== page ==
Apple faithful's apathy to blame for Napsterized schools
Impotent with iPod pride
Opinion Apple users have this nasty habit of dishing out vicious assaults when you don't want to hear them and staying awfully quiet when you'd like them to chirp up. No where is this pattern more evident than at the universities who have signed up for Napster's music rental service. These schools have run right over the famous Apple faithful, and the Mac addicts seem to enjoy the process.
Travel over to Cornell University, which is rolling out a one-year trial of Napster at this very moment. Neither Napster nor Cornell highlight that the service software only works with Windows XP and Windows 2000, but that's the fact of the matter. This policy will leave 20 percent of Cornell's students - most of them Mac users- unable to rent music on Napster.
One might hope Cornell and its student body would be concerned about this. The school has received corporate sponsorships to pay for the Napster trial, but it has warned that future Napster charges will be added to students' communications fees. Cornell expects the fees to amount to $20 per student per year - a figure well below Napster's $10 per month charge for the rest of us schmucks.
Cornell, however, can only muster mild concern for the 20 percent of its student body that will have to pay for the service and not be able to use it.
"I was actually surprised last year to learn that Napster is incompatible with Macs and iPods and other services -- I really think this is an important issue to work on this year as we evaluate Napster campus-wide," Erica Kagan, president of the Student Assembly told the Cornell Daily Sun.
The Student Assembly was the body that tested Napster last year. The word rigor does not come to mind when thinking about their testing process.
Any suggestion that a version of Napster for the Mac OS X operating system is on the way is false. Sources have said no such software has been considered at Napster, and competing service Ruckus said the music labels appear to be blocking all Mac OS X efforts.
But Kagan does not seem to be the one to blame for Cornell's failings. Napster zealot Nick Linder was president of the SA last year when the Napster deal was sealed. He told the school paper that services such as iTunes were considered but not picked because he found "the programs lacking in the services college students most want." Actually being able to use the service notwithstanding.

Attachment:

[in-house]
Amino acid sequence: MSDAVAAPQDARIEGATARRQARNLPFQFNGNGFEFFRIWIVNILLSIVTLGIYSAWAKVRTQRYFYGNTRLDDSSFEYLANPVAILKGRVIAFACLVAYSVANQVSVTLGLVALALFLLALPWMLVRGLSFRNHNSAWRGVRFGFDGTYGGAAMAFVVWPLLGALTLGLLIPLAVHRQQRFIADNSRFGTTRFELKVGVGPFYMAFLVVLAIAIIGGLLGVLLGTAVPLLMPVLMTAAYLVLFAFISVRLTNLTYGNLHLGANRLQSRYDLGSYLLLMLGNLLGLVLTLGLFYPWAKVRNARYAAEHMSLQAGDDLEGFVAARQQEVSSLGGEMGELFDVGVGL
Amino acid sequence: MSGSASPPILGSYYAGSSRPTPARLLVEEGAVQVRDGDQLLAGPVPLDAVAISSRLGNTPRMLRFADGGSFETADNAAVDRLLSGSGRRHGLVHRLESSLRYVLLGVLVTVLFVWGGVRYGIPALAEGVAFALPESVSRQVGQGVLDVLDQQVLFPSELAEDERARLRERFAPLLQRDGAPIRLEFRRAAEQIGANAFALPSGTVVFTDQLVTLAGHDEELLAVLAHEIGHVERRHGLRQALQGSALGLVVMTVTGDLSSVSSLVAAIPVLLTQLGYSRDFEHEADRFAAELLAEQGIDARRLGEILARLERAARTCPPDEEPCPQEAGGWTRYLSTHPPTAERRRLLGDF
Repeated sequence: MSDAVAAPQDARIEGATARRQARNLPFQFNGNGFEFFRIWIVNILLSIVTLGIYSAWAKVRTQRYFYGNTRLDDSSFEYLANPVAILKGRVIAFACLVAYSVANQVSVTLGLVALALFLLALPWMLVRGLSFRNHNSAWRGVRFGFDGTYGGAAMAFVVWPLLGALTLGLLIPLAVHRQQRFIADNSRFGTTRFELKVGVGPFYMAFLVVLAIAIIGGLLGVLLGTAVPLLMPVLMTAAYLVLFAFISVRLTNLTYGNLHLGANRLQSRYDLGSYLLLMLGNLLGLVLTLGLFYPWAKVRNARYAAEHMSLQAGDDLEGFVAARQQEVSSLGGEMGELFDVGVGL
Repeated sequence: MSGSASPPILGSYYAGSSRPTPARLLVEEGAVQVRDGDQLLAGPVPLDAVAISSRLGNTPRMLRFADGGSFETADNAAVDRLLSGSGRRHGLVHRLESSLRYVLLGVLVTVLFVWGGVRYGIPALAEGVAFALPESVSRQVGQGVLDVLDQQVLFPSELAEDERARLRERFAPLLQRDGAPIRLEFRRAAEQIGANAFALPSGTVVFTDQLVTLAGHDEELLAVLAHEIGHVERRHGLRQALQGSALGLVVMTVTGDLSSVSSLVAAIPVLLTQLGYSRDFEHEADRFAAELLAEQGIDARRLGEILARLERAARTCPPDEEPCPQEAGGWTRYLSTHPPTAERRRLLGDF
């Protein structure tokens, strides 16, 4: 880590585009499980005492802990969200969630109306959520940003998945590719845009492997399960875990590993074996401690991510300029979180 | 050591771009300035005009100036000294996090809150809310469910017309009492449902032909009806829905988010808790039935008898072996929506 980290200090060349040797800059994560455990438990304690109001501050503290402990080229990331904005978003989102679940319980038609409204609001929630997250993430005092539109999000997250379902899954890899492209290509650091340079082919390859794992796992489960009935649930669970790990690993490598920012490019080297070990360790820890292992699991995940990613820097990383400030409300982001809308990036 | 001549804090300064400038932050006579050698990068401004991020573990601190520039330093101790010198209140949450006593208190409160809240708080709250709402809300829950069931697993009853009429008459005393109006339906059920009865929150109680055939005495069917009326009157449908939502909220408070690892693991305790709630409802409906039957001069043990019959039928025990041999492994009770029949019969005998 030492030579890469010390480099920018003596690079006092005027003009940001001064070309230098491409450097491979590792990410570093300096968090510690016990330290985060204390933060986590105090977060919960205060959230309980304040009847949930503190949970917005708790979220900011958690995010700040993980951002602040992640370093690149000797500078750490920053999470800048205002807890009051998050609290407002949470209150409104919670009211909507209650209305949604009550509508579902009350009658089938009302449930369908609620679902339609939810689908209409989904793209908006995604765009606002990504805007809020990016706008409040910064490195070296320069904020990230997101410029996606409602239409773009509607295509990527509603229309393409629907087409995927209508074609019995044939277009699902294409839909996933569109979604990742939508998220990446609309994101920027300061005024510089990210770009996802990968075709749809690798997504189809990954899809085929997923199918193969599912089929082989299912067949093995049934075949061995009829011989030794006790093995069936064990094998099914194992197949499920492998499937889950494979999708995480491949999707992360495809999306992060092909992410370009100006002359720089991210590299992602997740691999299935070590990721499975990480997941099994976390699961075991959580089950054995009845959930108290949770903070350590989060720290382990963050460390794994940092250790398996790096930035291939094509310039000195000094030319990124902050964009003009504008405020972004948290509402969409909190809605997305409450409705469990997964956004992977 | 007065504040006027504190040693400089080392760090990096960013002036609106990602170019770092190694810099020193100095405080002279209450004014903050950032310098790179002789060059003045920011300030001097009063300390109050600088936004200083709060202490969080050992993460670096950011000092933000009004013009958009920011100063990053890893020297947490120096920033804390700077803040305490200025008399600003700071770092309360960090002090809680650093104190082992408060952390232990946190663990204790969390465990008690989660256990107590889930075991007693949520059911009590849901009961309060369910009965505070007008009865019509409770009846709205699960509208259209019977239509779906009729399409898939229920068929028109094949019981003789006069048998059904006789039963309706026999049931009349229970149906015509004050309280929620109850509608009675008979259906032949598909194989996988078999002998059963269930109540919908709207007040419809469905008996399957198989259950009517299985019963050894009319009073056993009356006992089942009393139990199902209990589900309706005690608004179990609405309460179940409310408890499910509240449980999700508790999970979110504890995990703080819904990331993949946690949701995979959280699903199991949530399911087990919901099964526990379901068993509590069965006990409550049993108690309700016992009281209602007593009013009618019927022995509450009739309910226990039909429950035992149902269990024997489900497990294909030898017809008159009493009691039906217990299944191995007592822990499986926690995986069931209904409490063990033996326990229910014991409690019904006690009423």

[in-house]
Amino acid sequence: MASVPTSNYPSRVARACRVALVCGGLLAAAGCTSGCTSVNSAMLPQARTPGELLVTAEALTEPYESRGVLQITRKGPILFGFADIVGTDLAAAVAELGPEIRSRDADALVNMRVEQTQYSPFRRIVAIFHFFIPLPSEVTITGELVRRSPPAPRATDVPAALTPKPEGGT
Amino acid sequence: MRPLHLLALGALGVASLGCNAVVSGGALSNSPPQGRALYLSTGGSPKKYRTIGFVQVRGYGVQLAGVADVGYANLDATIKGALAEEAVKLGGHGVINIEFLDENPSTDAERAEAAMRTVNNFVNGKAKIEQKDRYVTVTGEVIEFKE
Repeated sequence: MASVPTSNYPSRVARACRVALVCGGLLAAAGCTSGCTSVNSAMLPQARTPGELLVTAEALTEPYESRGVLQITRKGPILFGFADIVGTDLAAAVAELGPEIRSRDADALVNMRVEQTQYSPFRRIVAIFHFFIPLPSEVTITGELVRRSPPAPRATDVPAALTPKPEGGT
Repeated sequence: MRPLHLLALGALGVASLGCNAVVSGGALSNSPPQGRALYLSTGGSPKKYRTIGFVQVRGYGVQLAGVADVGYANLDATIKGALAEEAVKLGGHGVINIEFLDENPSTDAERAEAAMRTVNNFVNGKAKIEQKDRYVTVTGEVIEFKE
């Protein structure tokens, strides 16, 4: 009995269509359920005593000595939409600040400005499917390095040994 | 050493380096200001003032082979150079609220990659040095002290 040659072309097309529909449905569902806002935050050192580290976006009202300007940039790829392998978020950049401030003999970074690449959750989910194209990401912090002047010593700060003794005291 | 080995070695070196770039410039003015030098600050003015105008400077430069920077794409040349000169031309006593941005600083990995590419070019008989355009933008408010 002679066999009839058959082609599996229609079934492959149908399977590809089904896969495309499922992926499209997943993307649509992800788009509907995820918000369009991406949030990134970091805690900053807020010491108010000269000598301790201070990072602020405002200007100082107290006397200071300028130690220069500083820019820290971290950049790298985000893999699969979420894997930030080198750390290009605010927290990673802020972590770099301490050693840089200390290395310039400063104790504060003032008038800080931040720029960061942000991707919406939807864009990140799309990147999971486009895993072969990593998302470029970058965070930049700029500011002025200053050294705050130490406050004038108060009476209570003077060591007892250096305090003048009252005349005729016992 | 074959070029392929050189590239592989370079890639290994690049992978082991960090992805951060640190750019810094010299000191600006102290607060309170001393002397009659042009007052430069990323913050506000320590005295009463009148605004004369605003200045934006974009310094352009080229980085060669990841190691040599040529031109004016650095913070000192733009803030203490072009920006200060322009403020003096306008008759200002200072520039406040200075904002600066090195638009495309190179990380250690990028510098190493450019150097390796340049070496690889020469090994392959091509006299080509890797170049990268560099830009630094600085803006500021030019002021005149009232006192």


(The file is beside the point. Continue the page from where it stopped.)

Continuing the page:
Are Mac users up in arms?
So far, only one ex-student has voiced any anger over Cornell's policy.
"I hope that all "other" operating system users on campus band together against yet another arm of the Microsoft monopoly," wrote Steve from the class of 1995 on a message board. "Apple just this month came out with a bulk music purchase program. Why can't the money be used to purchase tons of songs from iTunes that anybody can use?"
Cornell students aren't alone either. The Register discovered that 42 percent of students at Wright State University - another Napsterized school - can't use the music service they are forced to fund.
It's sad to see these schools enter the music business simply because the music labels' are threatening them with lawsuits. This surely doesn't send a good message to our youth. It's also sad that the schools promote services such as Napster with vacant business models behind them. What kind of business-minded undergraduates will this create? Another glut of glassy-eyed dot-com gimps, no doubt.
What's even worse though is the Apple faithful sitting back, enjoying their iPods with no concern for the bigger picture. They'll whine about Apple taking control of weather widgets or hacks bemoaning the high price of Apple gear. They'll flood reporters' inboxes with demands the the XServe be recognized as the powerhouse box that it is. But, when an Ivy League institution tramples all over them, nothing but apathy appears. Shocking? Hardly. ®
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